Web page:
Tasty Thailand

Everything you need to know about Thailand

When Does Teacher in Thailand Have to do 90-Day Reporting to Thai Immigration?

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90-day reporting is a necessary evil for any non-Thai living in Thailand. What it means is, if you are in Thailand for 90 days or longer (3 months), you must report to Thai immigration and tell them where you live. Regardless that you may have lived at the same address for 10 years, like me, or that you are on a retirement visa, you work as a teacher, you are married to a Thai or you own your own business. 90-day reporting in Thailand is mandatory and, if you forget to do it, it can become expensive quickly.

For anyone teaching in Thailand, keeping up on your 90-day reporting is something you must always remember to do so, in answer to the question “When does a teacher in Thailand have to do 90-day reporting to Thai immigration?”, the answer is an easy one “Every 90 days”.

However, there are a few more things you need to know before you do.

90-day reporting registers your address – The 90-day reporting in Thailand for any teacher or anyone else does nothing but register your address with Thai immigration. It doesn’t extend your work permit, it doesn’t make you legal, and it certainly doesn’t help you work towards permanent residency. It’s just a Thai formality you must remember to do.

Where do you do your 90-day reporting? – It must be done at the immigration office that has jurisdiction over where you live. That means, if you’re in Bangkok you will need to go to the Chang Wattana immigration office, if you live in Chiang Mai the immigration office there will cover it.

So don’t expect to be visiting Bangkok from Phuket and suddenly realize you need to do your 90-day reporting, as you can’t do it in Bangkok.

Must you do it on the 90th day? – The nice thing about 90-day reporting, if there is one, is that you don’t have to do it on the 90th day after you arrived in Thailand. You can do it up to 7 days before the 90th day and up to 7 days after. Anything after the 97th day, however, and that’s when you start racking up fines.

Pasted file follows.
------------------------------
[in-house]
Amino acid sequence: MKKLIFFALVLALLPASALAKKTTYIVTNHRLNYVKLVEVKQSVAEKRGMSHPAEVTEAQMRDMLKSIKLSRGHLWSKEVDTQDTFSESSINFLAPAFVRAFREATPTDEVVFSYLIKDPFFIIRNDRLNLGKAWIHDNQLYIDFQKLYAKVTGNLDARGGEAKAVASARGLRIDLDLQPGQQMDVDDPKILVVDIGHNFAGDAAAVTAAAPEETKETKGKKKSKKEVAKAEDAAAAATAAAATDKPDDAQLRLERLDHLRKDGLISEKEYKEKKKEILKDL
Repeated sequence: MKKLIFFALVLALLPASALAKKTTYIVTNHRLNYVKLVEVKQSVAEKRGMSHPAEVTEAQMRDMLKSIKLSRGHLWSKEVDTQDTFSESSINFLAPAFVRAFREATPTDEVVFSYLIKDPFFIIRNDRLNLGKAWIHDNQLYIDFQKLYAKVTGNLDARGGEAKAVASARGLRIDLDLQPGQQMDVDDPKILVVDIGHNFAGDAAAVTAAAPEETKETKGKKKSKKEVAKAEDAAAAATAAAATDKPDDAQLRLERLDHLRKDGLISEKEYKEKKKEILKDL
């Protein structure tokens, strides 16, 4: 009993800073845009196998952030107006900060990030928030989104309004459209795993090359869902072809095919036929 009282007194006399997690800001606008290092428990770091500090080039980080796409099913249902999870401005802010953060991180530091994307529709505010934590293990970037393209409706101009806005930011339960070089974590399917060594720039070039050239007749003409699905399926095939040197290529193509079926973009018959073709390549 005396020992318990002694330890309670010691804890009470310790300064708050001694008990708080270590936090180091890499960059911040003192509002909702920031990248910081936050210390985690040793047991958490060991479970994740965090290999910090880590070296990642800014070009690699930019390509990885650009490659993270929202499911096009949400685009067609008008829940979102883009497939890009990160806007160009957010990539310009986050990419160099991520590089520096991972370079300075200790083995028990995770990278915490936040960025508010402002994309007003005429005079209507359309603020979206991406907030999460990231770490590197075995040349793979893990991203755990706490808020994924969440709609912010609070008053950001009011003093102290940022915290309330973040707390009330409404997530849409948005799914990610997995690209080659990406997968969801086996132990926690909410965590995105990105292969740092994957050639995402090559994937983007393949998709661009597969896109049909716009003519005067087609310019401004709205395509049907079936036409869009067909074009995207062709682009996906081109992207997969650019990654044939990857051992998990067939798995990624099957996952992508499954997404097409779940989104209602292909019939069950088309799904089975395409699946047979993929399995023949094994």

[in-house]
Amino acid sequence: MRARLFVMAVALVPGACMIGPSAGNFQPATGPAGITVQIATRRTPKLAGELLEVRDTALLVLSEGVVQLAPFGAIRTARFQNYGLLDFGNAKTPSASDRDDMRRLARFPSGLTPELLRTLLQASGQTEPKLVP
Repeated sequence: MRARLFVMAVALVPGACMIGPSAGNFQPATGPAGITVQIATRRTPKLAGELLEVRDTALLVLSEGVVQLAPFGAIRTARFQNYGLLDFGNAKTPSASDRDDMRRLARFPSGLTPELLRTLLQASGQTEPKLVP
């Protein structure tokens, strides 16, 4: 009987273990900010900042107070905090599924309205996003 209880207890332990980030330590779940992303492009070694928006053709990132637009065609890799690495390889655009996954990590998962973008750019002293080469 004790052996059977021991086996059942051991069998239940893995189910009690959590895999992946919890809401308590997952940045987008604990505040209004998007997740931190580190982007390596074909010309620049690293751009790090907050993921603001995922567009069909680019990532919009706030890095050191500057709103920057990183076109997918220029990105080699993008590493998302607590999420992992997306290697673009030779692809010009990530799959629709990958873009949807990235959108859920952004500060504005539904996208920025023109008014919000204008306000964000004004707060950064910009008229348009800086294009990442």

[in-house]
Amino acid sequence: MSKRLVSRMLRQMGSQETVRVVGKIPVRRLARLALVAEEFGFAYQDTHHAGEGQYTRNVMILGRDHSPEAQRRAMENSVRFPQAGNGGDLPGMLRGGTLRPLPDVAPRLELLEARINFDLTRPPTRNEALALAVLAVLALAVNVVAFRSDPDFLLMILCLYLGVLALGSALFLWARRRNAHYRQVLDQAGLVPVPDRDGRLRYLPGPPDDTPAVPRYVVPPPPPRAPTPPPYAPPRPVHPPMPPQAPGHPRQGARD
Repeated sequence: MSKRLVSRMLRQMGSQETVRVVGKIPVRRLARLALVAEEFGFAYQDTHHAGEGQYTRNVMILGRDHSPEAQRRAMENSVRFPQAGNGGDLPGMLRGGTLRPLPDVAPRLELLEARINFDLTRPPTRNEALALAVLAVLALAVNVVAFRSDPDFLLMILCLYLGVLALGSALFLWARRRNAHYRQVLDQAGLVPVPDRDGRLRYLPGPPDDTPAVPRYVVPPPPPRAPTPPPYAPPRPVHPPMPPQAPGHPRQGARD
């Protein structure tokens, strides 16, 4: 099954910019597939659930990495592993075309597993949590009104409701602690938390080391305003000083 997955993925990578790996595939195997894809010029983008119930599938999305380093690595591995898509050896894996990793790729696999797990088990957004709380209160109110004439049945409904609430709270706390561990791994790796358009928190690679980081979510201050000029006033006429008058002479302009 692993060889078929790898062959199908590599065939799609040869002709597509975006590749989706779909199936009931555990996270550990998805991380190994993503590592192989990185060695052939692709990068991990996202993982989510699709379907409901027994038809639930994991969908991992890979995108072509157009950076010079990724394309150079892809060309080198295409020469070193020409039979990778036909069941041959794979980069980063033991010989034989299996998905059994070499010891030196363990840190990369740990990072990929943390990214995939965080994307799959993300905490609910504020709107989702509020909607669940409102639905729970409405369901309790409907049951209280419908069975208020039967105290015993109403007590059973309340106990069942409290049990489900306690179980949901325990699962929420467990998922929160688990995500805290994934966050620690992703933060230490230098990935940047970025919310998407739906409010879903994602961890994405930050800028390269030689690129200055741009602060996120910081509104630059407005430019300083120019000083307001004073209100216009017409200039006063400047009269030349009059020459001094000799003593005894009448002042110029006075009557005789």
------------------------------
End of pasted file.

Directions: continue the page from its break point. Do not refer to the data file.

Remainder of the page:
What happens if you forget? – Technically, you can be arrested, although in 10 years of living in Thailand I’ve never heard of anyone, teacher or otherwise, who has been. I’m sure it does happen, though.

The main inconvenience, and expense, of forgetting to do your 90-day reporting is you will be fined 2,000 baht (around $65). If you are arrested, however, the fine in that instance, along with other penalties including deportation in the most severe cases, can be up to 5,000 baht.($161). So….don’t forget.

Do you have to do it in person? – If you’re busy, can’t get time off school or, frankly, just don’t want to waste 3 hours of your time at Thai immigration, there are now two other options available for you instead of you going in person.

a) You can authorize someone else to do it for you. Anyone.

I’ve had one of my local motorcycle taxi drivers do it for me a couple of times as, for a fee to him of 400 baht (200 baht for the journey there and back and 200 baht because he is reliable and runs a lot of errands for me), it’s all taken care of and an hour later he returns with my receipt.

b) You can now send in your 90-day reporting via registered mail. You’ll find the form you need to print out and instructions on what to do at the Thailand Immigration website.

If your school does it for you – Some schools take care of the 90-day reporting for all their teachers. If yours does, it still may behoove you to check on the 89th day to make sure they have.

One school I worked for completely forgot about it, and myself and four other teachers were suddenly liable for the 2,000 baht fine.

From then on, I insisted on doing it myself.